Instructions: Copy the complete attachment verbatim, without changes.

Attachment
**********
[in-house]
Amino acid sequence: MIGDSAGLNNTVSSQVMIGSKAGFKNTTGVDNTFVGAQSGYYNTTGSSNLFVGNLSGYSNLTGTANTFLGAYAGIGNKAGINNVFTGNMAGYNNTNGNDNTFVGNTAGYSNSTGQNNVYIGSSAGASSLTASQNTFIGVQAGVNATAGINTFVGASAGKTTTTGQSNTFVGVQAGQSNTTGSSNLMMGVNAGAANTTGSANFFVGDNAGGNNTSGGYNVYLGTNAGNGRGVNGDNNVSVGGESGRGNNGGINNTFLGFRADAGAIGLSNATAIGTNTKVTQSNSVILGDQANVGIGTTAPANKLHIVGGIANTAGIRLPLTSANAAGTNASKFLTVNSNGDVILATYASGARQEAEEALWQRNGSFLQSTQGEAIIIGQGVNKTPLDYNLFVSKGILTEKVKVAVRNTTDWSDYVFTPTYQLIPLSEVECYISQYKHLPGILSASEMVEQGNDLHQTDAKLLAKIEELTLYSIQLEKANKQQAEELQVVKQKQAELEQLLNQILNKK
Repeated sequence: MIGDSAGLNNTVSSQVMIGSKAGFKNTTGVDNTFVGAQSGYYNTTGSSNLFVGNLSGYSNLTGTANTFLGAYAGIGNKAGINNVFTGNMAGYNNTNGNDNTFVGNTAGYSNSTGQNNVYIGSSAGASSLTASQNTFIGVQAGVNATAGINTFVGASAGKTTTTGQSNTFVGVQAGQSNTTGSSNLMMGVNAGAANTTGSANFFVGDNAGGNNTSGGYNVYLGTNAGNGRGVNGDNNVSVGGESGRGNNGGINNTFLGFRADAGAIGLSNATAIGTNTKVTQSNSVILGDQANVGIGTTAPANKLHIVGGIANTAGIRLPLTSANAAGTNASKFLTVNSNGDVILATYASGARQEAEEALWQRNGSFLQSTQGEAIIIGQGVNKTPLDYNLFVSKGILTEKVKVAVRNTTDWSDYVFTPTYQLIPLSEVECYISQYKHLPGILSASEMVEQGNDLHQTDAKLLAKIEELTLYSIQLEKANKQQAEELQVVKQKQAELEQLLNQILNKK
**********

[in-house]
Amino acid sequence: MIGDSAGLNNTVSSQVMIGSKAGFKNTTGVDNTFVGAQSGYYNTTGSSNLFVGNLSGYSNLTGTANTFLGAYAGIGNKAGINNVFTGNMAGYNNTNGNDNTFVGNTAGYSNSTGQNNVYIGSSAGASSLTASQNTFIGVQAGVNATAGINTFVGASAGKTTTTGQSNTFVGVQAGQSNTTGSSNLMMGVNAGAANTTGSANFFVGDNAGGNNTSGGYNVYLGTNAGNGRGVNGDNNVSVGGESGRGNNGGINNTFLGFRADAGAIGLSNATAIGTNTKVTQSNSVILGDQANVGIGTTAPANKLHIVGGIANTAGIRLPLTSANAAGTNASKFLTVNSNGDVILATYASGARQEAEEALWQRNGSFLQSTQGEAIIIGQGVNKTPLDYNLFVSKGILTEKVKVAVRNTTDWSDYVFTPTYQLIPLSEVECYISQYKHLPGILSASEMVEQGNDLHQTDAKLLAKIEELTLYSIQLEKANKQQAEELQVVKQKQAELEQLLNQILNKK
Repeated sequence: MIGDSAGLNNTVSSQVMIGSKAGFKNTTGVDNTFVGAQSGYYNTTGSSNLFVGNLSGYSNLTGTANTFLGAYAGIGNKAGINNVFTGNMAGYNNTNGNDNTFVGNTAGYSNSTGQNNVYIGSSAGASSLTASQNTFIGVQAGVNATAGINTFVGASAGKTTTTGQSNTFVGVQAGQSNTTGSSNLMMGVNAGAANTTGSANFFVGDNAGGNNTSGGYNVYLGTNAGNGRGVNGDNNVSVGGESGRGNNGGINNTFLGFRADAGAIGLSNATAIGTNTKVTQSNSVILGDQANVGIGTTAPANKLHIVGGIANTAGIRLPLTSANAAGTNASKFLTVNSNGDVILATYASGARQEAEEALWQRNGSFLQSTQGEAIIIGQGVNKTPLDYNLFVSKGILTEKVKVAVRNTTDWSDYVFTPTYQLIPLSEVECYISQYKHLPGILSASEMVEQGNDLHQTDAKLLAKIEELTLYSIQLEKANKQQAEELQVVKQKQAELEQLLNQILNKK